Some fruits and vegetables are also rich in fibers, but nevertheless, you should make sure that you consume whole grains with your meals. They can be potent resources of omega-3 fatty acids and they aid in healthy digestion. Should you add a fermented product to your diet, you can bet your bottom dollar that the bacterial makeup of your gut will stay in peak condition. Once again, if you are vegan, you can settle with kombucha tea instead of yogurt or sour milk.
Overall, you should ensure that your food is never too salty. As we get older, the sense of taste tends to fade which can lead to a desperate desire to “add just a pinch more”. However, enhancing the taste of your food with salt is a dangerous game. High blood pressure becomes quite a problem with age and over-salted food can slowly but surely lead to strokes, heart attacks or, at the very least, decreased cognitive function.
Balance it out
In addition to a balanced diet, you should also balance out your daily routine and diversify it by introducing regular exercises that may put those nutrients to good use. However, you should also consult a professional trainer and your designated doctor before venturing out to a gym for a few sets of weightlifting. Start off with easy to mild routines and see where that takes you.
Make it fun
Elders that get at least 30 minutes of physical exercise on daily basis are 60% less likely to develop dementia. This is a truly astounding statistic! In spite of this, many simply choose to sit through their twilight years simply because they find exercising too difficult and boring. Luckily, there are many ways to make physical activity fun. For example, you can get involved in competitive dancing or enjoy an easy-going water volleyball session in the local pool. Pilates and yoga can also be extremely beneficial and profound experiences.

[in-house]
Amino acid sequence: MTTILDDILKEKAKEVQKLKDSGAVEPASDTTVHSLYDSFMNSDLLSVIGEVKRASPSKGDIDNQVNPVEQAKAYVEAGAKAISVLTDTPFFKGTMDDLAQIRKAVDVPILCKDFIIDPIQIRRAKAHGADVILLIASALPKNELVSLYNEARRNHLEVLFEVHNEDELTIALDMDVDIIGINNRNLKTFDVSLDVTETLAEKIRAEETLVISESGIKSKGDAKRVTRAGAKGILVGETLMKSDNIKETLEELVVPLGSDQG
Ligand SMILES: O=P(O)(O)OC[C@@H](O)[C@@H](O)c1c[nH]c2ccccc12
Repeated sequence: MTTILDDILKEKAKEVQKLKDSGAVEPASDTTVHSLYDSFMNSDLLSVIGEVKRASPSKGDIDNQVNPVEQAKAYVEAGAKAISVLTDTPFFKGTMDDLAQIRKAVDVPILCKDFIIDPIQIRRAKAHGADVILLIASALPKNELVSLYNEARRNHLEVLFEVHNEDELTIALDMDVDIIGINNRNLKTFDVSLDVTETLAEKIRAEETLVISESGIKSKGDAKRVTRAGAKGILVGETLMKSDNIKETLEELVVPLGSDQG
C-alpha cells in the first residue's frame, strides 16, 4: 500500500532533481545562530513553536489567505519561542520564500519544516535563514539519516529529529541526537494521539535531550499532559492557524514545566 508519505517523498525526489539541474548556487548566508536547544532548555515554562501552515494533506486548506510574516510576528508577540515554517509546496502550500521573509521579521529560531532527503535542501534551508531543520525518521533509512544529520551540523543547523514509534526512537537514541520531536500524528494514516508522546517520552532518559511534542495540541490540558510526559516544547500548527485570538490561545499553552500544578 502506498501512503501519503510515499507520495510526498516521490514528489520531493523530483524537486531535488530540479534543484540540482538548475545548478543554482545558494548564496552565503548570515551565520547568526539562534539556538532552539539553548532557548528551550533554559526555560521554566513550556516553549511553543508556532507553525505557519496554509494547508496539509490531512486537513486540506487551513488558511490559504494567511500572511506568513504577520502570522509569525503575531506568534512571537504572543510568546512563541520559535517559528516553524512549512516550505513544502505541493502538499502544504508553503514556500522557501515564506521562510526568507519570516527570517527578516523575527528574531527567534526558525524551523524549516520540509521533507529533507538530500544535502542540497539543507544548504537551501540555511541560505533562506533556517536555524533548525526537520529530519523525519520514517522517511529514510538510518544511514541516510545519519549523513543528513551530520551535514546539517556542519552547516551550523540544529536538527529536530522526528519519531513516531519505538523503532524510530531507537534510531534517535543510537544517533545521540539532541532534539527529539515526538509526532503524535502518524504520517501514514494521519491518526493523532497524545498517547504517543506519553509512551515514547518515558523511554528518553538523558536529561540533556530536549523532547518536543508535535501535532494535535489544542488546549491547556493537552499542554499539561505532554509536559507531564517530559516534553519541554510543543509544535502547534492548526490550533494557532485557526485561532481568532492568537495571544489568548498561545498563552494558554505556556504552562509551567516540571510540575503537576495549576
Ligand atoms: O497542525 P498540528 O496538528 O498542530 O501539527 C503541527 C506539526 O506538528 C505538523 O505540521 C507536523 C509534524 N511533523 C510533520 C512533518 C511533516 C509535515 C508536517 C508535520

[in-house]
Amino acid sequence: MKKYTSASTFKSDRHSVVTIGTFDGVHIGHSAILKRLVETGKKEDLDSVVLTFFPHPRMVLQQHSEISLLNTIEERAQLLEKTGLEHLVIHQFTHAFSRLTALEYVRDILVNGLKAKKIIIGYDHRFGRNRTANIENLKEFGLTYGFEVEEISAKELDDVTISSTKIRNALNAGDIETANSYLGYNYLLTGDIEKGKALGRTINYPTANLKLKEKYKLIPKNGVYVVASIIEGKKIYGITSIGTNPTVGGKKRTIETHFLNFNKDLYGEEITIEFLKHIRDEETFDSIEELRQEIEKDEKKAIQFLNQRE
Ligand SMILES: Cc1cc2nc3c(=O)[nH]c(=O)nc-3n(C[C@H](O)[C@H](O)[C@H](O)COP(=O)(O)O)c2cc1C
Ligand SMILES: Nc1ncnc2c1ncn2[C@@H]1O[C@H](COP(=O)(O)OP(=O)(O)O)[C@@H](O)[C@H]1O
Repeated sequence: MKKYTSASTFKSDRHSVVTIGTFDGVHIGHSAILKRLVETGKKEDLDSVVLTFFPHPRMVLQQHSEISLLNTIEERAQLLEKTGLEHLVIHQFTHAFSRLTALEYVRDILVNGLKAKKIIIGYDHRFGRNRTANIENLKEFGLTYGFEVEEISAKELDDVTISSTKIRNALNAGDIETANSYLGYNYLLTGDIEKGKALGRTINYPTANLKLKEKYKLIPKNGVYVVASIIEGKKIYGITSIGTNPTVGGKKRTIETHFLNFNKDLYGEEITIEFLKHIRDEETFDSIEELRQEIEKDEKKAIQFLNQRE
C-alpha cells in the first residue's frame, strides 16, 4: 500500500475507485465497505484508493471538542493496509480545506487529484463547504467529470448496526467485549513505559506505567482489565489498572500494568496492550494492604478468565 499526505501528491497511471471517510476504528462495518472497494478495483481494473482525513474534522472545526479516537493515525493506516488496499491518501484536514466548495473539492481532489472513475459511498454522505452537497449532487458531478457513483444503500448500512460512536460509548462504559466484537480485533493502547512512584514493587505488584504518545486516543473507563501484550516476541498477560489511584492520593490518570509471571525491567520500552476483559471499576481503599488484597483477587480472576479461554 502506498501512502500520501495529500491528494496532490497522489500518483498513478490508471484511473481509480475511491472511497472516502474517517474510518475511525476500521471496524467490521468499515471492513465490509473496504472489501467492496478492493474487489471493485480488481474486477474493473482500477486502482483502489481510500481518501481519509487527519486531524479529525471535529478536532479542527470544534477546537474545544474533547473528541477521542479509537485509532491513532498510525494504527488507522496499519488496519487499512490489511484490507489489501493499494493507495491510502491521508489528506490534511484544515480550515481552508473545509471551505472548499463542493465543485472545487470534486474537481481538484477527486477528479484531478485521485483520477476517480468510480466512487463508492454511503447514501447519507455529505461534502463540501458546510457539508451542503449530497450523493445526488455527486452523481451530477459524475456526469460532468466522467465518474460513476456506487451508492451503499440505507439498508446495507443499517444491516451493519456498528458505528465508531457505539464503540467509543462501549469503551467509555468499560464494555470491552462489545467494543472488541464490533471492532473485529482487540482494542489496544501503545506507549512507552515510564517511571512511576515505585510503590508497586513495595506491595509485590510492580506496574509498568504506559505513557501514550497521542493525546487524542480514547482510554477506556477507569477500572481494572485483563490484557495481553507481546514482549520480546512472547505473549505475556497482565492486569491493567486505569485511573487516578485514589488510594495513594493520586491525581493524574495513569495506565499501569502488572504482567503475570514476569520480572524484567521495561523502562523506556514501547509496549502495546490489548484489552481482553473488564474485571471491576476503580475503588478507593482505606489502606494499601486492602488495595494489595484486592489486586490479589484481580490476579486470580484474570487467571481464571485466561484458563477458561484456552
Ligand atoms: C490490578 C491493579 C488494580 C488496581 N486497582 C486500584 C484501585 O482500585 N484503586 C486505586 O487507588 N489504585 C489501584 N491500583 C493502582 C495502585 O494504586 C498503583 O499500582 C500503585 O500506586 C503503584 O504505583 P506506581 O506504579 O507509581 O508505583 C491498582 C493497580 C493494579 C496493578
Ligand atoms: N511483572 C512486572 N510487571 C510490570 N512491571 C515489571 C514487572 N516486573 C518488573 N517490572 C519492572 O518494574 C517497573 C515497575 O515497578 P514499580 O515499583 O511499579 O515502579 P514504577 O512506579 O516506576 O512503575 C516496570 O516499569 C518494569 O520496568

Keep your neck strong
As it has been mentioned, dementia is a frequent health issue among the elderly that don’t exercise, and the probability for developing a dementia-related illness skyrockets after we reach the age of 65. This is why you should begin every morning with a set of neck-related exercises. The neck is an extremely complex network of muscles and blood vessels, and keeping your blood pumping properly to the brain (and vice versa) should be at the top of your fitness priorities.
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Exercise with friends
People are social animals. We cannot exist as isolated beasts of burden to the relatives and medical professionals that surround us. Just as dining with friends may increase your appetite, exercising with a peer that can encourage you will also prompt you to go a step further and finish the set. If you do not partake in communal exercise sessions such as Pilates, yoga or tai-chi courses, you should find a designated gym buddy and have a blast while “pumping iron”. There is a social aspect to this that is also beneficial.
Healthy aging is only possible with healthy routines, and sometimes it can be hard to let the old habits go. Thankfully, the world has a rich depository of knowledge on how to keep your metabolism well-oiled and your body properly wound-up deep into the twilight years. With regular moderate exercising and diverse, balanced nutrition on a daily basis, you can be as productive and socially dynamic in your old age as you were in your mid-thirties.
Article written by Lillian Connors